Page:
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Destruction of Pueblo Chemical Stockpile Set to Begin

Samples of mustard agent were drawn from the munitions stored at the Pueblo Chemical Depot and placed into Department of Transportation bottles, like the ones shown here, for safe storage.

The process of destroying the chemical stockpile at the U.S. Army Pueblo Chemical Depot is set to begin today in Colorado, defense officials said.

Undersecretary of Defense for Acquisition, Technology and Logistics Frank Kendall granted final approval to begin destroying 2,611 tons of World War II-era mustard agent stored near Pueblo.

“After months of preparation, testing and scrutiny by oversight and regulatory agencies, the Pueblo team is ready to play its part in meeting our nation’s commitment to the 100 percent destruction of the U.S. chemical weapons stockpile,” Conrad F. Whyne said. Whyne is program executive officer for Assembled Chemical Weapons Alternatives, the responsible government agency.

Explosive Destruction System

An Army process called the Explosive Destruction System, located on the depot near the Pueblo Chemical Agent Destruction Pilot Plant was chosen to destroy an estimated 1,300 chemical munitions that can’t easily be processed by the main plant’s automated equipment.

The stockpile include munitions that have leaked in the past and are now packed in sealed containers, plus some from the pilot plant that have physically deteriorated and may not be easily processed through the main plant, officials said.

The problematic munitions account for about 0.2 percent of the total Pueblo chemical weapons stockpile.

The EDS works by using explosive cutting charges to access the mustard agent inside a munition. Neutralization chemicals are then added and heated to destroy the mustard.

Blast, Vapor and Fragments

Detonating the cutting charge also eliminates the explosive components of the munition. The blast, vapor and fragments from the process are contained inside a heavy, sealed stainless steel vessel, defense officials said.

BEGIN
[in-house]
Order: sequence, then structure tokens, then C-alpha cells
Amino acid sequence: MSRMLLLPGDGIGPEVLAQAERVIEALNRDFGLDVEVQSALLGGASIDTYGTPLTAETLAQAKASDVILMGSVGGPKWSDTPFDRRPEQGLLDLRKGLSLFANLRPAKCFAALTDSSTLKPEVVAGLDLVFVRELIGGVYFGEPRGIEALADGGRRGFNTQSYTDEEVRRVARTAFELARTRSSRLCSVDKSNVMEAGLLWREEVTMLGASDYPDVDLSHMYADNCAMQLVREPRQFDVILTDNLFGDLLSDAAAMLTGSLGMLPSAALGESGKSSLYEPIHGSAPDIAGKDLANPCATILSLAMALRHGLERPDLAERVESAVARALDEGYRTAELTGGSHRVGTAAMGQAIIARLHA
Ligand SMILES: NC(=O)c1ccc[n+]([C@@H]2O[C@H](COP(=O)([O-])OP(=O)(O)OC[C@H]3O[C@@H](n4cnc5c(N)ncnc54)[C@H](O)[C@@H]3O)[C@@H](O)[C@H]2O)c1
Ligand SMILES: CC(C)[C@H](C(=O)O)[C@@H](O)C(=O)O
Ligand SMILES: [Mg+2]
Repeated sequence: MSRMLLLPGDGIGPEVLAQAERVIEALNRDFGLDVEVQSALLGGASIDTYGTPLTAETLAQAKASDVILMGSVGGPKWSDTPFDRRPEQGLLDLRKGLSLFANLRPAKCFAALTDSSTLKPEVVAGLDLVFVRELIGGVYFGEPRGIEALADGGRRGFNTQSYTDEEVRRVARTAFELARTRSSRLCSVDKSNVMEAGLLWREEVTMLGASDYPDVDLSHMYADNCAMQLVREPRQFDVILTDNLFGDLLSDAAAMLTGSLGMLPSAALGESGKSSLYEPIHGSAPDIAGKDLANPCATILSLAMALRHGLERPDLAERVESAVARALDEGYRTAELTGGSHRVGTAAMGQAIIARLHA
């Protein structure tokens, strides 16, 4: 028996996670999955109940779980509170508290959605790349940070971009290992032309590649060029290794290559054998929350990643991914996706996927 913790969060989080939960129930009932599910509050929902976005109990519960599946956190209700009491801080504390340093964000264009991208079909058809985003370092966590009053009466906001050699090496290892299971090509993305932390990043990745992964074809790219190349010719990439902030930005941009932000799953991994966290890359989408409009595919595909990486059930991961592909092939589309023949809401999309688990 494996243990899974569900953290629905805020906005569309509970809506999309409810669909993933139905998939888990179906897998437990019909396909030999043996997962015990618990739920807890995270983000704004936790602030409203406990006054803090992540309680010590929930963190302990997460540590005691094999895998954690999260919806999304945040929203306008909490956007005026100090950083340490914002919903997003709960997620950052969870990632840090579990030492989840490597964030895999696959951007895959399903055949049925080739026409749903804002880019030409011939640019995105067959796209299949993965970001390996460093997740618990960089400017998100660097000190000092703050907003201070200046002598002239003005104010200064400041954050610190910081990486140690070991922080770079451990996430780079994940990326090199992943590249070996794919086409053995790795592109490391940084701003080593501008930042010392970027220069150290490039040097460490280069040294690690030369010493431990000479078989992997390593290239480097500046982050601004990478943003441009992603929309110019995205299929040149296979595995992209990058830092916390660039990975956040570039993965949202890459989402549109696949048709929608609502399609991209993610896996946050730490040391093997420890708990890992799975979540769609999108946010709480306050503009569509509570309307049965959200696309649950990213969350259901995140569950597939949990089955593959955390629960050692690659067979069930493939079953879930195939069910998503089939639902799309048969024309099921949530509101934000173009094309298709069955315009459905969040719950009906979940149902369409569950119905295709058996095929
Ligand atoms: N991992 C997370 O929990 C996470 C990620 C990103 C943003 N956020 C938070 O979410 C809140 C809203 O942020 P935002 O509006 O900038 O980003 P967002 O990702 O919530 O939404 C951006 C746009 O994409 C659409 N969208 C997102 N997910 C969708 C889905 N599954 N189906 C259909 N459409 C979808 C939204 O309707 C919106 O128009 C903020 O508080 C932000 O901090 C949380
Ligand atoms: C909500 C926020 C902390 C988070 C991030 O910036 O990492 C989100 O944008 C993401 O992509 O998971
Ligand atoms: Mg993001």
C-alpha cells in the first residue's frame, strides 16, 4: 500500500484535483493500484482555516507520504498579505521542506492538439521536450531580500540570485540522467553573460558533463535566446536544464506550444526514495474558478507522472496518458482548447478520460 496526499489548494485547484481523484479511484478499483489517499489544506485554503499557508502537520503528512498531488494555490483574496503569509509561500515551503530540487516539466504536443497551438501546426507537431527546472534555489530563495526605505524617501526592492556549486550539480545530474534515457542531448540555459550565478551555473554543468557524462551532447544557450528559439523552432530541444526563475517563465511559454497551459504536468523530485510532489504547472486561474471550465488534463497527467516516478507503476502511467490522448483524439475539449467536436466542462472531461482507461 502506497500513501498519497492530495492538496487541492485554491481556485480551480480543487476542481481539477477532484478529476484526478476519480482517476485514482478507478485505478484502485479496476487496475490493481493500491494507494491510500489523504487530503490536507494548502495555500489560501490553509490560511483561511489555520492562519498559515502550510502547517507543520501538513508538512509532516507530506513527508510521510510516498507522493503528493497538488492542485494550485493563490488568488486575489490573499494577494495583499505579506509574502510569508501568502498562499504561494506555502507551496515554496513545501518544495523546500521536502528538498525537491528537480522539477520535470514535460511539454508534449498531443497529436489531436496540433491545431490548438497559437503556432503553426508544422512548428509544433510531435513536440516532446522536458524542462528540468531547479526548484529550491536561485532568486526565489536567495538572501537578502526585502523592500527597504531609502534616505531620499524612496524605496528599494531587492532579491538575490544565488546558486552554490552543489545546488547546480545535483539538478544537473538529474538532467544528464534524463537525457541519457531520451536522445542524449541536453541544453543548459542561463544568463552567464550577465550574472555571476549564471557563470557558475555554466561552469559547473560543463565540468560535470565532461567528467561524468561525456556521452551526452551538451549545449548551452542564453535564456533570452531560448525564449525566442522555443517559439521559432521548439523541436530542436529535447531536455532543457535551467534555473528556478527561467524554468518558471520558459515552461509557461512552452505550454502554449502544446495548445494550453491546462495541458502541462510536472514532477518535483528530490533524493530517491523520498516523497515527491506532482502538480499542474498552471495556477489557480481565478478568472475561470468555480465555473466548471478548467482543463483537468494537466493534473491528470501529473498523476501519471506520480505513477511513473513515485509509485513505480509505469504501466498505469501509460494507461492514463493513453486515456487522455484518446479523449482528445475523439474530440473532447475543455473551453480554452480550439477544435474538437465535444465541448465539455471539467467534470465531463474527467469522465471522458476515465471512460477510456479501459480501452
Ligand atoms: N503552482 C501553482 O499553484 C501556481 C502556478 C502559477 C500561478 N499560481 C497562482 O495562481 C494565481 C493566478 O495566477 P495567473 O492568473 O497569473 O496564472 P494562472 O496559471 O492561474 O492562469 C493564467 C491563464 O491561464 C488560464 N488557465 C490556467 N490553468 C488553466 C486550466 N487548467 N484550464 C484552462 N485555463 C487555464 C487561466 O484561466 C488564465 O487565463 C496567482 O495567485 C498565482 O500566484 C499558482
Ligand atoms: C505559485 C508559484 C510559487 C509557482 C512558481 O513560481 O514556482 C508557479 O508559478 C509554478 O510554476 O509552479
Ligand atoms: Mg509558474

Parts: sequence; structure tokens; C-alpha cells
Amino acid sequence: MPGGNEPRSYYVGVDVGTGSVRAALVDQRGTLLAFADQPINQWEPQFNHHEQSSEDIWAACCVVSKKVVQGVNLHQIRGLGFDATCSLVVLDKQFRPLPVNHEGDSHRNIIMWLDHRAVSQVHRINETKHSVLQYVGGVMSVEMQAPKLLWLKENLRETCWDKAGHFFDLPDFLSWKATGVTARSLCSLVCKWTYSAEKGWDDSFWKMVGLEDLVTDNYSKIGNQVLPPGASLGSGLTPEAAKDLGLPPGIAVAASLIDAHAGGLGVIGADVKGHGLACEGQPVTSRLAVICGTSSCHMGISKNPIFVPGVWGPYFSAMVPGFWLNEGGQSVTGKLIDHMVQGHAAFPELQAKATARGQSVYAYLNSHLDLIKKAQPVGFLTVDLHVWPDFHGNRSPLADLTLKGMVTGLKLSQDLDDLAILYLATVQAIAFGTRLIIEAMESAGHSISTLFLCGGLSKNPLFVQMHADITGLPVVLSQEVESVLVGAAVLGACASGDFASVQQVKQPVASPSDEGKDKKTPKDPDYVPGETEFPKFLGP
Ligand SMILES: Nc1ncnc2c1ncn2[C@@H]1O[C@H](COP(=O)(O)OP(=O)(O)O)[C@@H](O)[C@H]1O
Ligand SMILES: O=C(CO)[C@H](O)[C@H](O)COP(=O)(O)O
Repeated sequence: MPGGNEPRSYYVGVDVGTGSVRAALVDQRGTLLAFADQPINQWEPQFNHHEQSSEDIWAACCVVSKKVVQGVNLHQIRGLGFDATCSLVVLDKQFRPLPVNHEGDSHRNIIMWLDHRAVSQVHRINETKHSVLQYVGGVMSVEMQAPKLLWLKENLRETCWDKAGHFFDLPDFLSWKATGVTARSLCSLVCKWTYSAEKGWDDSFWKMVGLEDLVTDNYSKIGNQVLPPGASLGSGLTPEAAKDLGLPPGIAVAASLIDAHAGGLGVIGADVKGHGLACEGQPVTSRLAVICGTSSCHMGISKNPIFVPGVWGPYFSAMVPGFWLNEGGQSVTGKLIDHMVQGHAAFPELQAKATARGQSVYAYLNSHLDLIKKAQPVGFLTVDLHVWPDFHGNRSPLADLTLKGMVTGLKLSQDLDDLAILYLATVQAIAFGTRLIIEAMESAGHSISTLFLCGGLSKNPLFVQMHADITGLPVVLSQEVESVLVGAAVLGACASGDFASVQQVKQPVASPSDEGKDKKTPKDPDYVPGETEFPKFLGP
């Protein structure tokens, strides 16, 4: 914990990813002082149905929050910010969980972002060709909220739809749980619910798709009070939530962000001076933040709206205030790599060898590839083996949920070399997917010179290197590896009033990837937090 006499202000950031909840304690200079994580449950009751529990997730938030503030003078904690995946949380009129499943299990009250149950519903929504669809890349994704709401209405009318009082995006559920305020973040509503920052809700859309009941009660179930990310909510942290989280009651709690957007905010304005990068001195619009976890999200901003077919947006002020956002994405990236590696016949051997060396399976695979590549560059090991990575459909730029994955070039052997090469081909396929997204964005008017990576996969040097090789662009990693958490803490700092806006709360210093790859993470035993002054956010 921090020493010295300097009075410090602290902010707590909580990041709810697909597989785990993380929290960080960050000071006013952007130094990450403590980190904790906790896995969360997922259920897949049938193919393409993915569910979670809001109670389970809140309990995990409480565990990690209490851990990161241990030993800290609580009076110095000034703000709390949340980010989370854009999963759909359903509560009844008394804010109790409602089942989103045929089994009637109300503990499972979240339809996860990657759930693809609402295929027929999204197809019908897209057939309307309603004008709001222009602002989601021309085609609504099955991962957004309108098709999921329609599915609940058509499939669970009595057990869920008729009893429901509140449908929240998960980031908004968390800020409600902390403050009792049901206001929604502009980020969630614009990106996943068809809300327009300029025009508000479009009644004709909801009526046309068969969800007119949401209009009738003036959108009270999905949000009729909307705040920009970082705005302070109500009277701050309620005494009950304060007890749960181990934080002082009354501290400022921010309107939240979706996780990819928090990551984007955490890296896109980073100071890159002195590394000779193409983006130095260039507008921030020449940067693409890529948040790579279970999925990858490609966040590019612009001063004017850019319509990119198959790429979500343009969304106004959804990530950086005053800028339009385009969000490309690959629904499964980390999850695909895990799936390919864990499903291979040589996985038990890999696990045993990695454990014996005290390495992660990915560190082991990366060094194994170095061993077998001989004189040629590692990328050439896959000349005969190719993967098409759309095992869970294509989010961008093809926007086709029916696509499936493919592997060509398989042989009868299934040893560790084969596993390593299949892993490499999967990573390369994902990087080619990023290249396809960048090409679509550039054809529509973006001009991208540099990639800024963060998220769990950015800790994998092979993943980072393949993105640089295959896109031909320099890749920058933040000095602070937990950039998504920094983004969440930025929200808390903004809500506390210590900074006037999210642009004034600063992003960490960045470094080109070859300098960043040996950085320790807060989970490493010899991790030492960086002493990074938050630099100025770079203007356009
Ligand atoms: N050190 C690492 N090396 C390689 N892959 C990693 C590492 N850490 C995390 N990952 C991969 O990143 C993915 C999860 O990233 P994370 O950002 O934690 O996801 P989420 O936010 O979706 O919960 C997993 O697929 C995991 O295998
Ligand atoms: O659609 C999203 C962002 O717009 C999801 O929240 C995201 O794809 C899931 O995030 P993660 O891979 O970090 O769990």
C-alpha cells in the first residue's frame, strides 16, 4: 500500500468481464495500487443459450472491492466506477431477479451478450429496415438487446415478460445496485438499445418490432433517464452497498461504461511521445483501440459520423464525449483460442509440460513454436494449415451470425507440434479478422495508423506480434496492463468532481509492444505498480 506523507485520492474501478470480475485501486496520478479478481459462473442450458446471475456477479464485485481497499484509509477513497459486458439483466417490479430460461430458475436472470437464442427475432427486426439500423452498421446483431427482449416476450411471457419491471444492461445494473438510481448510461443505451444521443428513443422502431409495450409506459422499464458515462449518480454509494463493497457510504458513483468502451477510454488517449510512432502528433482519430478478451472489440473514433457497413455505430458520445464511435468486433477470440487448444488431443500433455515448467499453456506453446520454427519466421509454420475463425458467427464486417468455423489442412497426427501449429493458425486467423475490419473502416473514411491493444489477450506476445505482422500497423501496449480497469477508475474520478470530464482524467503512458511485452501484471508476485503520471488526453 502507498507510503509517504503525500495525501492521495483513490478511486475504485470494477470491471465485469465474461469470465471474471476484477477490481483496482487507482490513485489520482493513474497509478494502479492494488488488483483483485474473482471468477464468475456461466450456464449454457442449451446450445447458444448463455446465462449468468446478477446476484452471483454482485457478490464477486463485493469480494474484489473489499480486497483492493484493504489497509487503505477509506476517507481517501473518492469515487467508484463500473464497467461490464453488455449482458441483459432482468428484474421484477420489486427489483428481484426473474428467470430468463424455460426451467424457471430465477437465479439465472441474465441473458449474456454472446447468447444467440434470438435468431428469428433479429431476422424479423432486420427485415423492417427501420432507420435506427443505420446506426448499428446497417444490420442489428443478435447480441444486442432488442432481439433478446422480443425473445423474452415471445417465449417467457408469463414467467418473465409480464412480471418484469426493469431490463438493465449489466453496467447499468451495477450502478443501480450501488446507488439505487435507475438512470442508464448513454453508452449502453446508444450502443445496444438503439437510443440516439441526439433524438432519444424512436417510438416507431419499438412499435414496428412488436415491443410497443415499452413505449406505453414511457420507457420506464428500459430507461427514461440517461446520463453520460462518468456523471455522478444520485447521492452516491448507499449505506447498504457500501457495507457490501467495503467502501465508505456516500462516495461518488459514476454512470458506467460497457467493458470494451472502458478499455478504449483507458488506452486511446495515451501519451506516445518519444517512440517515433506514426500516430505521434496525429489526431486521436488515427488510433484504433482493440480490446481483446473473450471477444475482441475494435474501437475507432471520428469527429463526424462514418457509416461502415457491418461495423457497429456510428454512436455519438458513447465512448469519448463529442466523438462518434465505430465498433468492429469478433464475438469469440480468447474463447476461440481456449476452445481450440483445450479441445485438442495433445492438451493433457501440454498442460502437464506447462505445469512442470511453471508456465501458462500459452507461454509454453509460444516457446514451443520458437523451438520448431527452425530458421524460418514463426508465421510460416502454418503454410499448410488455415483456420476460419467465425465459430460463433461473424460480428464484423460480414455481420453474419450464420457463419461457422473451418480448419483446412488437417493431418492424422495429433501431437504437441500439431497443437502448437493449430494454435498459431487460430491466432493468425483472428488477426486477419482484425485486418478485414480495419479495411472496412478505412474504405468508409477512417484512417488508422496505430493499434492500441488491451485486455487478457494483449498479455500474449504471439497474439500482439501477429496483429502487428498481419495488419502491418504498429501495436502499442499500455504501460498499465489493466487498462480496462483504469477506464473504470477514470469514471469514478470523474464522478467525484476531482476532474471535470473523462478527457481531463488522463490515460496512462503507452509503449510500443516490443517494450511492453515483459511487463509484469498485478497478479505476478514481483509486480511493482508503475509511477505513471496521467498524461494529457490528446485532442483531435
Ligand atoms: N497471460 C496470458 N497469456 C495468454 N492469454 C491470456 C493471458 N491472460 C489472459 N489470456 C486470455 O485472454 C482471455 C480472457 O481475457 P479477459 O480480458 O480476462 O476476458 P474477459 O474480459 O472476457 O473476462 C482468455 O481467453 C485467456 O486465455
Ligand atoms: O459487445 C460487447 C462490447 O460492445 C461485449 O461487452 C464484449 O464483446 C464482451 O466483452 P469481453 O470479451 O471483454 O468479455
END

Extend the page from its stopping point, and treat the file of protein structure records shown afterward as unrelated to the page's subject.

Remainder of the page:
Before the vessel is reopened, laboratory sampling of liquid and air from inside the vessel confirms the chemical agent’s destruction.

EDS has a documented history of safe, successful operations at sites across the United States, including the former Rocky Mountain Arsenal in Colorado. There, it was used to destroy several recovered non-stockpile chemical munitions.

The Army designed the EDS with Sandia National Laboratories to treat chemical warfare materiel on site in a safe, environmentally sound way.

This week’s destruction operations will begin with Department of Transportation bottles that contain chemical agent drained from munitions over the years to assess the condition of the stockpile.

The bottles are made of seamless stainless steel and are about 25 inches high with a 7-inch diameter. They were developed under federal guidelines to transport hazardous chemicals.

Safe, Smooth Destruction Operations

The Defense Department’s Assembled Chemical Weapons Alternatives program selected a team to design, build, operate and close a plant to destroy the chemical weapons stockpile stored at the Pueblo Chemical Depot. The full-scale plant is undergoing systemization, which encompasses all the planning, technical work, training and testing activities required to ensure that destruction operations run safely and smoothly.

Afterward, the plant will destroy the remaining stockpile of chemical weapons located at Pueblo, Colorado, beginning in late 2015 or early 2016, officials said

Article adapted from original by Cheryl Pellerin, Defense Media Activity

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